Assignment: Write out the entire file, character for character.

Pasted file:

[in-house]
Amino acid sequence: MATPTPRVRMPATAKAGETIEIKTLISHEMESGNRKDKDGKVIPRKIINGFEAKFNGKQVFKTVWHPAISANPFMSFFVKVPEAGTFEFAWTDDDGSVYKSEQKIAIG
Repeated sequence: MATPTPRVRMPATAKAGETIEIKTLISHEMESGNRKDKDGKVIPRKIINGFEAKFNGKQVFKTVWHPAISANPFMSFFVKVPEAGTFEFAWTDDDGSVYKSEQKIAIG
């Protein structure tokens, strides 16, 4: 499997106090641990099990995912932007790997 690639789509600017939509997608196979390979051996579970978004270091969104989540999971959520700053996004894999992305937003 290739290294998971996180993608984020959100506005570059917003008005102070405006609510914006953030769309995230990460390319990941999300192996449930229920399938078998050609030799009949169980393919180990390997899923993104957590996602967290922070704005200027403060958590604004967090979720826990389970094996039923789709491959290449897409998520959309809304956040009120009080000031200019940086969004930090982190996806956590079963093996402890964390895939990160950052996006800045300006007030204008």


[in-house]
Amino acid sequence: MATPTPRVRMPATAKAGETIEIKTLISHEMESGNRKDKDGKVIPRKIINGFEAKFNGKQVFKTVWHPAISANPFMSFFVKVPEAGTFEFAWTDDDGSVYKSEQKIAIG
Repeated sequence: MATPTPRVRMPATAKAGETIEIKTLISHEMESGNRKDKDGKVIPRKIINGFEAKFNGKQVFKTVWHPAISANPFMSFFVKVPEAGTFEFAWTDDDGSVYKSEQKIAIG
């Protein structure tokens, strides 16, 4: 499997106090641990099990995912932007790997 690639789509600017939509997608196979390979051996579970978004270091969104989540999971959520700053996004894999992305937003 290739290294998971996180993608984020959100506005570059917003008005102070405006609510914006953030769309995230990460390319990941999300192996449930229920399938078998050609030799009949169980393919180990390997899923993104957590996602967290922070704005200027403060958590604004967090979720826990389970094996039923789709491959290449897409998520959309809304956040009120009080000031200019940086969004930090982190996806956590079963093996402890964390895939990160950052996006800045300006007030204008």